Sotomayor criticized by Clarence Thomas over one her first Supreme Court case decisions
(NY TIMES) The Supreme Court released its first four decisions in argued cases this term on Tuesday. They were all minor, but one was notable for being Justice Sonia Sotomayor’s Supreme Court debut and for prompting a testy concurrence from Justice Clarence Thomas.
The case concerned whether federal trial-court rulings concerning the lawyer-client privilege may be appealed right away. Justice Sotomayor, with methodical reasoning and a formal writing style, said no.
“Permitting parties to undertake successive, piecemeal appeals of all adverse attorney-client rulings,” she wrote, “would unduly delay the resolution of district court litigation and needlessly burden the courts of appeals.”
Justice Sotomayor said that result was dictated by sound policy and was consistent with a law governing appeals.
The decision was unanimous, but Justice Clarence Thomas declined to join the part of Justice Sotomayor’s opinion discussing why the cost of allowing immediate appeals outweighs the possibility that candid communications between lawyers and their clients might be chilled.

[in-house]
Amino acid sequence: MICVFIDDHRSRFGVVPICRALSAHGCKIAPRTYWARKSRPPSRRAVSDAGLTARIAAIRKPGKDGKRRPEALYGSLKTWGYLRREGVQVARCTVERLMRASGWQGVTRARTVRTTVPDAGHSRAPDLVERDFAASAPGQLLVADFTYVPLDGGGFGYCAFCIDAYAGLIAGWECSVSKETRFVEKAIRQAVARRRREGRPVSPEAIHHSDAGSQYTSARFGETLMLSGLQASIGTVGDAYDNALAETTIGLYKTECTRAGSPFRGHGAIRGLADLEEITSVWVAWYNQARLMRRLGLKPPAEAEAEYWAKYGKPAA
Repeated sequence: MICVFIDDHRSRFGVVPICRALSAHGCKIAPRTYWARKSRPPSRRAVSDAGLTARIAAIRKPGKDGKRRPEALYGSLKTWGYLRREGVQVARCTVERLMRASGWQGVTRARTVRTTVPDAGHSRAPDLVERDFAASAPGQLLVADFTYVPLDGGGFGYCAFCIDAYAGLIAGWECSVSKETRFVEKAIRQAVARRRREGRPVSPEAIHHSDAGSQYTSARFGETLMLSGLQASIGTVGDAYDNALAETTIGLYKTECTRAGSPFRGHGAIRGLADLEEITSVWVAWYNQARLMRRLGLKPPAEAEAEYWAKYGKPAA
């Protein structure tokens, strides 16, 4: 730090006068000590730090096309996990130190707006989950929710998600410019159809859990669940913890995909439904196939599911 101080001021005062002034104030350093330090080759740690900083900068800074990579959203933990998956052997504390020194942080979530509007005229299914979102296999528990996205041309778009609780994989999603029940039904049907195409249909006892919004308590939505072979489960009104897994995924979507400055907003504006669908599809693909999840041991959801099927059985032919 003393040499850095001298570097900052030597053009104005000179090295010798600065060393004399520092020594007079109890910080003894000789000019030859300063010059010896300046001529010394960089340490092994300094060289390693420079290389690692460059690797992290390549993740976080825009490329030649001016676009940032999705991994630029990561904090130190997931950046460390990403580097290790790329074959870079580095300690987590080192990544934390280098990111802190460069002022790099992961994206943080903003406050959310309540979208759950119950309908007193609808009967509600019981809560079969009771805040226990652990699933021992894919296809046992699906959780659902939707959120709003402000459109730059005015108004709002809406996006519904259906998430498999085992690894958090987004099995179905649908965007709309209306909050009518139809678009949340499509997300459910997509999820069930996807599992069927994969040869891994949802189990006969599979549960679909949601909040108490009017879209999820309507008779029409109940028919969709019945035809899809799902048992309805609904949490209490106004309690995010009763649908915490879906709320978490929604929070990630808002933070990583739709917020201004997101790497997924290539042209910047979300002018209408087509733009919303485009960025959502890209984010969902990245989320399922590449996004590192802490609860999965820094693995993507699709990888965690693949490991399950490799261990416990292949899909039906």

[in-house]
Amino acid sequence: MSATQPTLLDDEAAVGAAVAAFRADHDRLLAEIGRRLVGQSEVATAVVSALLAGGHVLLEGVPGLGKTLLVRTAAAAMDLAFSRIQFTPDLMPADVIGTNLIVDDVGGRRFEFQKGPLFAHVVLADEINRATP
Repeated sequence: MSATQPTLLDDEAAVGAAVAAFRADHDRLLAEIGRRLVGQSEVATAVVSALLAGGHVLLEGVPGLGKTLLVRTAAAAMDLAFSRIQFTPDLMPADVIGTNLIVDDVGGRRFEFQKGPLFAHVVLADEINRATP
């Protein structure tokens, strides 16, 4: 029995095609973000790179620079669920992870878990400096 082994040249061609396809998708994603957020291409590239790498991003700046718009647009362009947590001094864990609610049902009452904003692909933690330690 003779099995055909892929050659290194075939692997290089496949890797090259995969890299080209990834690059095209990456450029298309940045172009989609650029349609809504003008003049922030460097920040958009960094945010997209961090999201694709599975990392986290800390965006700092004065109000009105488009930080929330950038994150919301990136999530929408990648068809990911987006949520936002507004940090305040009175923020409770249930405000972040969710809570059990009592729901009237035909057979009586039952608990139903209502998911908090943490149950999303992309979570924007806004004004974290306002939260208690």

In a concurrence, Justice Thomas took a swipe at his new colleague, saying she had “with a sweep of the court’s pen” substituted “value judgments” and “what the court thinks is a good idea” for the text of a federal law.
The federal government had urged the court to rule as it did but asked the court to exclude appeals of claims of the state secrets privilege and other governmental privileges from the sweep of its ruling. Justice Sotomayor obliged with a footnote saying “we express no view on that issue.”
In an otherwise dry opinion, Justice Sotomayor did introduce one new and politically charged term into the Supreme Court lexicon.
Justice Sotomayor’s opinion in the case, Mohawk Industries v. Carpenter, No. 08-678, marked the first use of the term “undocumented immigrant,” according to a legal database. The term “illegal immigrant” has appeared in a dozen decisions.